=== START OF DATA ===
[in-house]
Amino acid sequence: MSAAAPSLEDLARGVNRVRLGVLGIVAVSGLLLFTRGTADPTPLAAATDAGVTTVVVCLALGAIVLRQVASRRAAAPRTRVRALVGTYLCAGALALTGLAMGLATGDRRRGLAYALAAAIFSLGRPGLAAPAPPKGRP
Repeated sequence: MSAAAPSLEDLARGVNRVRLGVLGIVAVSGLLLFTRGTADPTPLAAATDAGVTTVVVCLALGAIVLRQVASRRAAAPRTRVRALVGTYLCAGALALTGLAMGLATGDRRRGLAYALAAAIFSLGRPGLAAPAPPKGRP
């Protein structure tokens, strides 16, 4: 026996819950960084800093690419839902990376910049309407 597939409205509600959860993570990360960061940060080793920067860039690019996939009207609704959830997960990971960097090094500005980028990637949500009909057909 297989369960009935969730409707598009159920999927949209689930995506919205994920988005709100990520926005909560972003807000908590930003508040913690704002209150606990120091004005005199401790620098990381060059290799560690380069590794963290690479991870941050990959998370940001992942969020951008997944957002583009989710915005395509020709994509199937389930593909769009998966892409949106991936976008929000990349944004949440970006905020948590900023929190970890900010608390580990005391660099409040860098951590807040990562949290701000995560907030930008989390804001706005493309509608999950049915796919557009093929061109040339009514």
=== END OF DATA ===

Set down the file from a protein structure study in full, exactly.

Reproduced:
[in-house]
Amino acid sequence: MSAAAPSLEDLARGVNRVRLGVLGIVAVSGLLLFTRGTADPTPLAAATDAGVTTVVVCLALGAIVLRQVASRRAAAPRTRVRALVGTYLCAGALALTGLAMGLATGDRRRGLAYALAAAIFSLGRPGLAAPAPPKGRP
Repeated sequence: MSAAAPSLEDLARGVNRVRLGVLGIVAVSGLLLFTRGTADPTPLAAATDAGVTTVVVCLALGAIVLRQVASRRAAAPRTRVRALVGTYLCAGALALTGLAMGLATGDRRRGLAYALAAAIFSLGRPGLAAPAPPKGRP
């Protein structure tokens, strides 16, 4: 026996819950960084800093690419839902990376910049309407 597939409205509600959860993570990360960061940060080793920067860039690019996939009207609704959830997960990971960097090094500005980028990637949500009909057909 297989369960009935969730409707598009159920999927949209689930995506919205994920988005709100990520926005909560972003807000908590930003508040913690704002209150606990120091004005005199401790620098990381060059290799560690380069590794963290690479991870941050990959998370940001992942969020951008997944957002583009989710915005395509020709994509199937389930593909769009998966892409949106991936976008929000990349944004949440970006905020948590900023929190970890900010608390580990005391660099409040860098951590807040990562949290701000995560907030930008989390804001706005493309509608999950049915796919557009093929061109040339009514």